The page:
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‘Human barcode’ could make society more organized, but invades privacy, civil liberties

Would you barcode your baby?

Microchip implants have become standard practice for our pets, but have been a tougher sell when it comes to the idea of putting them in people.

Science fiction author Elizabeth Moon last week rekindled the debate on whether it’s a good idea to “barcode” infants at birth in an interview on a BBC radio program.

“I would insist on every individual having a unique ID permanently attached — a barcode if you will — an implanted chip to provide an easy, fast inexpensive way to identify individuals,” she said on The Forum, a weekly show that features “a global thinking” discussing a “radical, inspiring or controversial idea” for 60 seconds .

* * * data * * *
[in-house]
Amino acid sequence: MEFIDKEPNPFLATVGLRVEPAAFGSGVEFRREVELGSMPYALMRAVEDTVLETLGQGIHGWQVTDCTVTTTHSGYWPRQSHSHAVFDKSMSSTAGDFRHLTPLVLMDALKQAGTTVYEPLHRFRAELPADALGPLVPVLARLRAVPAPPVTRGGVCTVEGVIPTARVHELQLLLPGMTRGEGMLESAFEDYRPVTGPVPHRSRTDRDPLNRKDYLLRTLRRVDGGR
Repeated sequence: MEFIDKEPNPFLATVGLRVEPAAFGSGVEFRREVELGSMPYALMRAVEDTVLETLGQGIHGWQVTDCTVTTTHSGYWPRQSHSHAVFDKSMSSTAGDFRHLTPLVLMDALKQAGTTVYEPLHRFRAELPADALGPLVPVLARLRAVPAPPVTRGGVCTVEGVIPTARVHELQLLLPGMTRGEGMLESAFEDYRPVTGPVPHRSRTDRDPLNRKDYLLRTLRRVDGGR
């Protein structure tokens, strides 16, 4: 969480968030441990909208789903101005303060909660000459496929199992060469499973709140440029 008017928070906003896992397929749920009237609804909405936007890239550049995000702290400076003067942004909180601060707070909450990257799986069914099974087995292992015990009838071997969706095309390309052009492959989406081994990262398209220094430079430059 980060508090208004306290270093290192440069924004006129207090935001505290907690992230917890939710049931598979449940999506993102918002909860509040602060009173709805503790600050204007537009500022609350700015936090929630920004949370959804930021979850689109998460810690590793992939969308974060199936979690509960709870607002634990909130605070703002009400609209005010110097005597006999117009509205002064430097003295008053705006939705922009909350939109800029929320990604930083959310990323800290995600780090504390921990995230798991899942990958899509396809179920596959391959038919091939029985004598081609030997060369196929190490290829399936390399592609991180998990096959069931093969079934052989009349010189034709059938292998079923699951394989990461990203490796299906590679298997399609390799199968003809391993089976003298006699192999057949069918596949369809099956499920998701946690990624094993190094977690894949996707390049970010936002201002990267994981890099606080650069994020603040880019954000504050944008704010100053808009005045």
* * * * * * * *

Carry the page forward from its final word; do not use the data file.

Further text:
Moon believes the tools most commonly used for surveillance and identification — like video cameras and DNA testing — are slow, costly and often ineffective.

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